Ursuline Academy

Also known as: Ursuline Centre
2300 Central Ave., Great Falls, Montana


By Robstutz - Own work, CC BY-SA 3.0, https://commons.wikimedia.org/w/index.php?curid=21817479




"The Sisters of the Order of St. Ursula came to Montana in 1884 to establish schools for Indians. When the homestead movement created a need for more urban educational facilities, the Great Falls Townsite Company offered the sisters any two city blocks. This site overlooking the city was chosen for its tranquility, removed from the bustle of the city’s center. In 1912, the Ursuline Academy opened its doors to day and boarding students of all denominations. The academy, a detached gymnasium, two shrines, and the grounds comprise the campus. Iconography by Sister Raphael Schweda graces the academy’s interior. Great Falls architect George Shanley chose the Collegiate Gothic style to reflect the academy’s commitment to learning and its ecclesiastical associations. But the building also represents the culmination of the Ursulines’ mission to bring education and culture to Montana’s youth. From a log cabin to this grand and noble institution of learning, the “lady black robes” have touched the lives of thousands of Montanans. The sisters continued their mission teaching at the academy until it became the Ursuline Centre in 1971. The sisters who reside within its lofty halls continue to serve in the community and graciously open their home to ecumenical activities." - NRHP/Montana Historical Society plaque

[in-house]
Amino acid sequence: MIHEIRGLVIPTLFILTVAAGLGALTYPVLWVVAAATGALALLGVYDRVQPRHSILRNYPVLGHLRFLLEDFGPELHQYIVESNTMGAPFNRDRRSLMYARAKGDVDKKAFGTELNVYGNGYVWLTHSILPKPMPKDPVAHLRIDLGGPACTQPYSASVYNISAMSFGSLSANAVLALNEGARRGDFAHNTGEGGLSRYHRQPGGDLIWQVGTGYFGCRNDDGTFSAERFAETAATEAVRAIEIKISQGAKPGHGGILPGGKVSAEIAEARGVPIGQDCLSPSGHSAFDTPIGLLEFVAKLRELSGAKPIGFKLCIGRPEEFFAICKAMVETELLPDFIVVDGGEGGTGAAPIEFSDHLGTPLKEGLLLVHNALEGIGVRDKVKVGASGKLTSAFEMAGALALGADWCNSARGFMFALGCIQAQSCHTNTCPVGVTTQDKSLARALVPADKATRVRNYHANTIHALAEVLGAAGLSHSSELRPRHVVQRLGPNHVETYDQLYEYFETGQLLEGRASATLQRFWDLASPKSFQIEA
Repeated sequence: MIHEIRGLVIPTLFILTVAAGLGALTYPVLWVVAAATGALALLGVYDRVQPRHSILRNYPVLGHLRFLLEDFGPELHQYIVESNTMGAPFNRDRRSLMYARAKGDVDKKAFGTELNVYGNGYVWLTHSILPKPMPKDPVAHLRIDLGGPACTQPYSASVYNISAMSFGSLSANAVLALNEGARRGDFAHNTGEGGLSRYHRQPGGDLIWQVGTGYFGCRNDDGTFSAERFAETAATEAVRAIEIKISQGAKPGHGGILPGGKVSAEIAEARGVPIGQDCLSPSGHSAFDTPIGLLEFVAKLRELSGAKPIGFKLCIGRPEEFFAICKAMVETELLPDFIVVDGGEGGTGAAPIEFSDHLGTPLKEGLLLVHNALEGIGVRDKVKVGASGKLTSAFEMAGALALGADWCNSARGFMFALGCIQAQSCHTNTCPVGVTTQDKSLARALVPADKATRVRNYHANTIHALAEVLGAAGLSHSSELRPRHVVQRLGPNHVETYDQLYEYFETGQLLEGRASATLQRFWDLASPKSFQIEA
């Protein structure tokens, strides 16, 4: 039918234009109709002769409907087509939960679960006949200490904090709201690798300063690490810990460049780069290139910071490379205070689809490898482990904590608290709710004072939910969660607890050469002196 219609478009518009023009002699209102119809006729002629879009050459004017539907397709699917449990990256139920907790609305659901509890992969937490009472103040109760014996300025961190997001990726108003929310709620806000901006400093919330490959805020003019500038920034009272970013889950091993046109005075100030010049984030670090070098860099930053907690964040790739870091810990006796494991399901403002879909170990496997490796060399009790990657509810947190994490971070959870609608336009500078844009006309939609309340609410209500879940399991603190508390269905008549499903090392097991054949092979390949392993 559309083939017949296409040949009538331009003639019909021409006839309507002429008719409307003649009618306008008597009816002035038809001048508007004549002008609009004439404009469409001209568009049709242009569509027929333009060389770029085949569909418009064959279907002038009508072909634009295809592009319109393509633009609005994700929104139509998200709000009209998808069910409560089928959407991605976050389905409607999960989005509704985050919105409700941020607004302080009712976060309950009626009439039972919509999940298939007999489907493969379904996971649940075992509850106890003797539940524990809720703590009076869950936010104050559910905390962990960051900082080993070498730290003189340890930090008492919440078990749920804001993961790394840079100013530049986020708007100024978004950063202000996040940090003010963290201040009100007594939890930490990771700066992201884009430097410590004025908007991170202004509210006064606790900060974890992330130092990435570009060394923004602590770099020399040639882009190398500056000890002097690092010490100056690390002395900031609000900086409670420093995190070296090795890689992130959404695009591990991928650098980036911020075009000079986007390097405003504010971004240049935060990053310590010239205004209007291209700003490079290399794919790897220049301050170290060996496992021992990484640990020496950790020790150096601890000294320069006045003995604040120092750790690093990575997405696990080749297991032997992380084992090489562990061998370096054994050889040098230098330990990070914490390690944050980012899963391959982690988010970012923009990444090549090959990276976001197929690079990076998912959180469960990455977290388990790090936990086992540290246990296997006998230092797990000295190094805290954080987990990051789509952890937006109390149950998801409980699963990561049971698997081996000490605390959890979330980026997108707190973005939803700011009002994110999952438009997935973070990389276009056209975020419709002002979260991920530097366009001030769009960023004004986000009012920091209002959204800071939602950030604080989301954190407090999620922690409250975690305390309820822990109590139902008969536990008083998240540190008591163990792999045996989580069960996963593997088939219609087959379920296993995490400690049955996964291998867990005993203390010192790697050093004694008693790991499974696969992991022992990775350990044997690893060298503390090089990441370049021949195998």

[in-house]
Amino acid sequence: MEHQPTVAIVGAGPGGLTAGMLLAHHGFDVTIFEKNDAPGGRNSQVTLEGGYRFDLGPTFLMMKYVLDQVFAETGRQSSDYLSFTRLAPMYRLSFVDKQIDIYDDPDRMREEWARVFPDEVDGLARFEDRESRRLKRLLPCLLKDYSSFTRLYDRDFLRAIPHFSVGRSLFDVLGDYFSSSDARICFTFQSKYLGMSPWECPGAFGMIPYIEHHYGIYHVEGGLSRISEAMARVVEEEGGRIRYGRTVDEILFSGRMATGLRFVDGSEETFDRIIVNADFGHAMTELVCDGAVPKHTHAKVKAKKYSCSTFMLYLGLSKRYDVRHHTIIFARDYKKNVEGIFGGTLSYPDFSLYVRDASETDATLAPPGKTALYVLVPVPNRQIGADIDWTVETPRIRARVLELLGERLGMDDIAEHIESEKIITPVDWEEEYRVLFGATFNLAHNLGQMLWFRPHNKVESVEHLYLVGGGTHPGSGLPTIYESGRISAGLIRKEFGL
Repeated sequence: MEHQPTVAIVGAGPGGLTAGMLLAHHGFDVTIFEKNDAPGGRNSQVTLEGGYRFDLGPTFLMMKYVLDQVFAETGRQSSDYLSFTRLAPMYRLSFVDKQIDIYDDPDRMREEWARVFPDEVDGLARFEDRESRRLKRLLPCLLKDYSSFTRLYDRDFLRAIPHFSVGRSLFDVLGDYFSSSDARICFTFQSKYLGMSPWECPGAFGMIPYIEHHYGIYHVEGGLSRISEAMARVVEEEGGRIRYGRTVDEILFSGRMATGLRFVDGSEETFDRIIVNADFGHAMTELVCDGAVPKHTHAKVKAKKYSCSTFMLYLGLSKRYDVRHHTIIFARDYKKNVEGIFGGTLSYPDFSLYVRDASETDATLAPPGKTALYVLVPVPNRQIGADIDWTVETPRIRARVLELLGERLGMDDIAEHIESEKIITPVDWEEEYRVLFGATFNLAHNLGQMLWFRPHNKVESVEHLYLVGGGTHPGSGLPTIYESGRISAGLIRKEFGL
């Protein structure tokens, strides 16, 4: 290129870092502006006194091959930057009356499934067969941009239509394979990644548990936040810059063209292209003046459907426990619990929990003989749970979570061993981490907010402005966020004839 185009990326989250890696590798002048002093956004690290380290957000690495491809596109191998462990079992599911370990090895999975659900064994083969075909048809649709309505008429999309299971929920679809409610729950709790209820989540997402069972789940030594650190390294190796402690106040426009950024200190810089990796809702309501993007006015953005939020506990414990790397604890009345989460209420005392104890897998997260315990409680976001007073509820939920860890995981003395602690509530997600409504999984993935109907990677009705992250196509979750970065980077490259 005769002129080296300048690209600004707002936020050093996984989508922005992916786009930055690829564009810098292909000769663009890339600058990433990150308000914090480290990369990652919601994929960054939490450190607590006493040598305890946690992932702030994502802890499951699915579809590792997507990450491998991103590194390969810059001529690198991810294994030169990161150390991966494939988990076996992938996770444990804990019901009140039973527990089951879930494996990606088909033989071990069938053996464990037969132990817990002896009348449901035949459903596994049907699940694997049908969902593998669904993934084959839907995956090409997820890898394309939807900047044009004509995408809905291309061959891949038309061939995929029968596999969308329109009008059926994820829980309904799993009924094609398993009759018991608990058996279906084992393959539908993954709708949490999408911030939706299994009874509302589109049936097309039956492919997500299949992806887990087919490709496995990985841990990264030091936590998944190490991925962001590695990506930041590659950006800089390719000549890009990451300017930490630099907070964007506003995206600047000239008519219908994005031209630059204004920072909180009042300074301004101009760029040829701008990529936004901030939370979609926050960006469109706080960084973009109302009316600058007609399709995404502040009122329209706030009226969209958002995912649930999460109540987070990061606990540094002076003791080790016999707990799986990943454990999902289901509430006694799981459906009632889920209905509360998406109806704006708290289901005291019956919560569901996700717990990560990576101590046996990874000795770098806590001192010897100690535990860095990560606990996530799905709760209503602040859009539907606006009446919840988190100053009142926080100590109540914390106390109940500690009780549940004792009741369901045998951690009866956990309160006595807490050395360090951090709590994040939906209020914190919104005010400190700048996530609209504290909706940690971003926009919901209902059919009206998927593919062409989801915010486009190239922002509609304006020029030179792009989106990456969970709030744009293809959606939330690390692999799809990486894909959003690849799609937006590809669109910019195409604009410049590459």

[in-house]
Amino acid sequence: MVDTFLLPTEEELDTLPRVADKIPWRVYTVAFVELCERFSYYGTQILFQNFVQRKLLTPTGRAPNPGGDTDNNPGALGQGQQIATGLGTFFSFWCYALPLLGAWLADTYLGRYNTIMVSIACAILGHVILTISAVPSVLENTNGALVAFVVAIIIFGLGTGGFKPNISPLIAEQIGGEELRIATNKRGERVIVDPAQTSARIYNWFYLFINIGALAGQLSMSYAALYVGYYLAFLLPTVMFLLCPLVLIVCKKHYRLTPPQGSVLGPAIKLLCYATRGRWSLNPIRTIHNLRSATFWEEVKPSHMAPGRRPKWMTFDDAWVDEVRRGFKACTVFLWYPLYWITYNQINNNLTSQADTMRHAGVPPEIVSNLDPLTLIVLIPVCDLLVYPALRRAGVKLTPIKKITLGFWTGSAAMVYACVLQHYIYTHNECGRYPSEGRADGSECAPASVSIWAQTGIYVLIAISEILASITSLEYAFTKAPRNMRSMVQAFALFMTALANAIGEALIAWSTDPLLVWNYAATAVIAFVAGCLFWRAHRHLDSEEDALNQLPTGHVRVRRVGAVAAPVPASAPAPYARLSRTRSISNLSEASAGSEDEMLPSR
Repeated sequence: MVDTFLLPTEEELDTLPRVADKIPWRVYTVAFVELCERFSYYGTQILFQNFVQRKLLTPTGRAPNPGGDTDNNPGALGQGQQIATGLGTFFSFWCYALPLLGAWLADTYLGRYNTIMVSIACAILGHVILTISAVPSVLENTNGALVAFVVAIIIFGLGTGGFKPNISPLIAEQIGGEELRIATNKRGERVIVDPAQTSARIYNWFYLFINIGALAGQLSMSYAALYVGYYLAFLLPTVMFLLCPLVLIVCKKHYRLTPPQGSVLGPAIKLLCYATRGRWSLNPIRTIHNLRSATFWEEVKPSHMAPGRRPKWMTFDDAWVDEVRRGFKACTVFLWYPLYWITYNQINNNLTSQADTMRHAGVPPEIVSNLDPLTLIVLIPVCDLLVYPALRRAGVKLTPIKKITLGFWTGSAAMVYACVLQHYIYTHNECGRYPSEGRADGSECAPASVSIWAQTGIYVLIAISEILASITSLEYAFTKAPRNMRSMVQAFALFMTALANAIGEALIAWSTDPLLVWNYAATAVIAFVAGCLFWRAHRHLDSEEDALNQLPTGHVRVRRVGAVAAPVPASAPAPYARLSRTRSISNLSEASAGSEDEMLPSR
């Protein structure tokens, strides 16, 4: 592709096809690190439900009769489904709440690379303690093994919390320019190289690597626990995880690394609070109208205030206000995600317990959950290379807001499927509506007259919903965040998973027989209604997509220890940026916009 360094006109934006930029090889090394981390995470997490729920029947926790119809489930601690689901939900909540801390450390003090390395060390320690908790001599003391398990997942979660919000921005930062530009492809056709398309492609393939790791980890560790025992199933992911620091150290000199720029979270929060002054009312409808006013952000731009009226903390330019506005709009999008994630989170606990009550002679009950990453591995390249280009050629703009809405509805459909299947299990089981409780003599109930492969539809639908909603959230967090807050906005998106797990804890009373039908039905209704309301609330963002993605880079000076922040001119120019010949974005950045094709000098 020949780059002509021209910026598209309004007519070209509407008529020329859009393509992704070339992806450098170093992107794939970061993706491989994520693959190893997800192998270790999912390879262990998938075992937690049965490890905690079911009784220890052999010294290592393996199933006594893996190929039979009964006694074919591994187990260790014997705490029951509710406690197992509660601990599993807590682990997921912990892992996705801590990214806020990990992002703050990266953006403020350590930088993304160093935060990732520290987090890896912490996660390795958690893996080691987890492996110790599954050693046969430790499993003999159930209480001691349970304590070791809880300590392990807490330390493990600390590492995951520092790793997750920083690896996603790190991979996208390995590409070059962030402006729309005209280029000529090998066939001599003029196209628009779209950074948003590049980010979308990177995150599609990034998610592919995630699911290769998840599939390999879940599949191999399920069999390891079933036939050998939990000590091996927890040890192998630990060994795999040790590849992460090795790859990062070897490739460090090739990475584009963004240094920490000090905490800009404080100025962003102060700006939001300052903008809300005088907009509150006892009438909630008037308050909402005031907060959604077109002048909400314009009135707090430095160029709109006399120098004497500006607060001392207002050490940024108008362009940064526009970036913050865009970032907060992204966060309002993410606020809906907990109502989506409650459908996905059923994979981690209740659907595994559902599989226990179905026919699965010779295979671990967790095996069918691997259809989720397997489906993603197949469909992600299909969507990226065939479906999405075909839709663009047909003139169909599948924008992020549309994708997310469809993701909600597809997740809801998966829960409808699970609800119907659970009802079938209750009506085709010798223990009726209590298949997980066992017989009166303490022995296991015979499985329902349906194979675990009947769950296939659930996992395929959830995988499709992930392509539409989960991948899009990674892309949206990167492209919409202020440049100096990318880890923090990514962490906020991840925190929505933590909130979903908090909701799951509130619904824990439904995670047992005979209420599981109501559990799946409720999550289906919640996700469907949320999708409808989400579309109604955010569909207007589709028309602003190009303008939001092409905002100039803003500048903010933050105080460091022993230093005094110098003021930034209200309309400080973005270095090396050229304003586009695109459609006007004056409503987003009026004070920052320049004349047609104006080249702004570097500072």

National Register information 

Posted to the National Register of Historic Places on September 26, 1991
Reference number
Architectural styles
Late 19th and 20th Century Revival; Other architectural type; Collegiate Gothic
Areas of significance
Landscape Architecture; Education; Architecture; Social History
Levels of significance
State; Local
Evaluation criteria
A - Event; C - Design/Construction
Property type
Historic functions
Religious structure; Church school; Church related residence
Current functions
Religious structure; Church school; Church related residence
Periods of significance
1900-1924; 1925-1949
Significant years
1911; 1925; 1927
Number of properties
Contributing buildings: 2
Contributing sites: 1
Contributing objects: 2

Update Log 

  • January 27, 2020: New photo from Bill Eichelberger
  • July 17, 2019: Updated by Richard Doody: Added historical information